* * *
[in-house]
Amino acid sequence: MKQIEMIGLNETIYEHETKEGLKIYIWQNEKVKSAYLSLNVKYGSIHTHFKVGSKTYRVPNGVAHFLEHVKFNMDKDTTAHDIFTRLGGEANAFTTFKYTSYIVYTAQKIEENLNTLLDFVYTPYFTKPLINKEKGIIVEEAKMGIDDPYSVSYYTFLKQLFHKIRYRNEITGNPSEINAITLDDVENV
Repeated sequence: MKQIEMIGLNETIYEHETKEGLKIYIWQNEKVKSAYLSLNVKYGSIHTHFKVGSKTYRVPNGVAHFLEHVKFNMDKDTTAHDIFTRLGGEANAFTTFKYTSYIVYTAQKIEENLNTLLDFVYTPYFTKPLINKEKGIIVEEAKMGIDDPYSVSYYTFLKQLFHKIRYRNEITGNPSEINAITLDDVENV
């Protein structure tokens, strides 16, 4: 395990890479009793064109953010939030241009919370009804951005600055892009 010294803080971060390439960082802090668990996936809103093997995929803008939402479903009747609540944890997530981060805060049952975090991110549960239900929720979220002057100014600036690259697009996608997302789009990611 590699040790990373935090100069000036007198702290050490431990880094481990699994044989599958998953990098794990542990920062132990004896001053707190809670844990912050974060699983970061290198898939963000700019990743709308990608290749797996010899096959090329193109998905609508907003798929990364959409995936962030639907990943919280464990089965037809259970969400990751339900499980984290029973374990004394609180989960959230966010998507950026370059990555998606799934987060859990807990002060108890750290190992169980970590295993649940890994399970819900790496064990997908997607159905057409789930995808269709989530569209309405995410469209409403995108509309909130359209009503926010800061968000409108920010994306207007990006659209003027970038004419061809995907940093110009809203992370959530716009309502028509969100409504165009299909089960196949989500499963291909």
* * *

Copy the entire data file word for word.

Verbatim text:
[in-house]
Amino acid sequence: MKQIEMIGLNETIYEHETKEGLKIYIWQNEKVKSAYLSLNVKYGSIHTHFKVGSKTYRVPNGVAHFLEHVKFNMDKDTTAHDIFTRLGGEANAFTTFKYTSYIVYTAQKIEENLNTLLDFVYTPYFTKPLINKEKGIIVEEAKMGIDDPYSVSYYTFLKQLFHKIRYRNEITGNPSEINAITLDDVENV
Repeated sequence: MKQIEMIGLNETIYEHETKEGLKIYIWQNEKVKSAYLSLNVKYGSIHTHFKVGSKTYRVPNGVAHFLEHVKFNMDKDTTAHDIFTRLGGEANAFTTFKYTSYIVYTAQKIEENLNTLLDFVYTPYFTKPLINKEKGIIVEEAKMGIDDPYSVSYYTFLKQLFHKIRYRNEITGNPSEINAITLDDVENV
């Protein structure tokens, strides 16, 4: 395990890479009793064109953010939030241009919370009804951005600055892009 010294803080971060390439960082802090668990996936809103093997995929803008939402479903009747609540944890997530981060805060049952975090991110549960239900929720979220002057100014600036690259697009996608997302789009990611 590699040790990373935090100069000036007198702290050490431990880094481990699994044989599958998953990098794990542990920062132990004896001053707190809670844990912050974060699983970061290198898939963000700019990743709308990608290749797996010899096959090329193109998905609508907003798929990364959409995936962030639907990943919280464990089965037809259970969400990751339900499980984290029973374990004394609180989960959230966010998507950026370059990555998606799934987060859990807990002060108890750290190992169980970590295993649940890994399970819900790496064990997908997607159905057409789930995808269709989530569209309405995410469209409403995108509309909130359209009503926010800061968000409108920010994306207007990006659209003027970038004419061809995907940093110009809203992370959530716009309502028509969100409504165009299909089960196949989500499963291909």